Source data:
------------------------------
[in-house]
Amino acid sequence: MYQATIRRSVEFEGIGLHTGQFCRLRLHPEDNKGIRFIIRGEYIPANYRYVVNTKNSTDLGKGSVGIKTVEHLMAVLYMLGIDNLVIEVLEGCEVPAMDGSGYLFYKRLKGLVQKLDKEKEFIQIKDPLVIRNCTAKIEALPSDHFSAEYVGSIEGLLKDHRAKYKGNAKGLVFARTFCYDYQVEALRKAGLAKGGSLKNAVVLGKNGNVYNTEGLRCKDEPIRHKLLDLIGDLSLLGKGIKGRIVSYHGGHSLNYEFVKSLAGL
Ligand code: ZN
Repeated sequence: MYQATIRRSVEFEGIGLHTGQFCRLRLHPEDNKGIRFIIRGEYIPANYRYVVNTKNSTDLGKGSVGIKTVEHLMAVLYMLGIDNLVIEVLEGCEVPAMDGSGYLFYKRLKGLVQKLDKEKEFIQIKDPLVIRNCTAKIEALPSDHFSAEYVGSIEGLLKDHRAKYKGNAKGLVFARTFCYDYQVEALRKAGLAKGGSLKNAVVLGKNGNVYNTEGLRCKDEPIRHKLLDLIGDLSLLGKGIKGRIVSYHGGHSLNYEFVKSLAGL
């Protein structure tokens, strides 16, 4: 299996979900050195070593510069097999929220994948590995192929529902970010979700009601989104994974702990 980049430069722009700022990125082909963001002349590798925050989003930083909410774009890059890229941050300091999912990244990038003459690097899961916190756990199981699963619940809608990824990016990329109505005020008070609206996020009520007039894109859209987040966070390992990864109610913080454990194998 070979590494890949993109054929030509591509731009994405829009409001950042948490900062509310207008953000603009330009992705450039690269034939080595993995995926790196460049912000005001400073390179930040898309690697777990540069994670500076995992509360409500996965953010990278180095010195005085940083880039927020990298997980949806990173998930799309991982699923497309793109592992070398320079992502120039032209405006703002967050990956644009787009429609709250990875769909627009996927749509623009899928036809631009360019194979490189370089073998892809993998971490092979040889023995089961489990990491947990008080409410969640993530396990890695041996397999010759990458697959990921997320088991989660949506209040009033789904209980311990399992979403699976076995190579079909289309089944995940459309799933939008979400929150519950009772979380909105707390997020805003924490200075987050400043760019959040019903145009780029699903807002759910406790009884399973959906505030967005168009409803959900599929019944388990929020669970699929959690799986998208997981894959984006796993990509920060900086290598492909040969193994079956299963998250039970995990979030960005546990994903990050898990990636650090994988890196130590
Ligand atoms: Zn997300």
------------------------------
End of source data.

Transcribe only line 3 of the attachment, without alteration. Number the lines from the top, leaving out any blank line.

Ligand code: ZN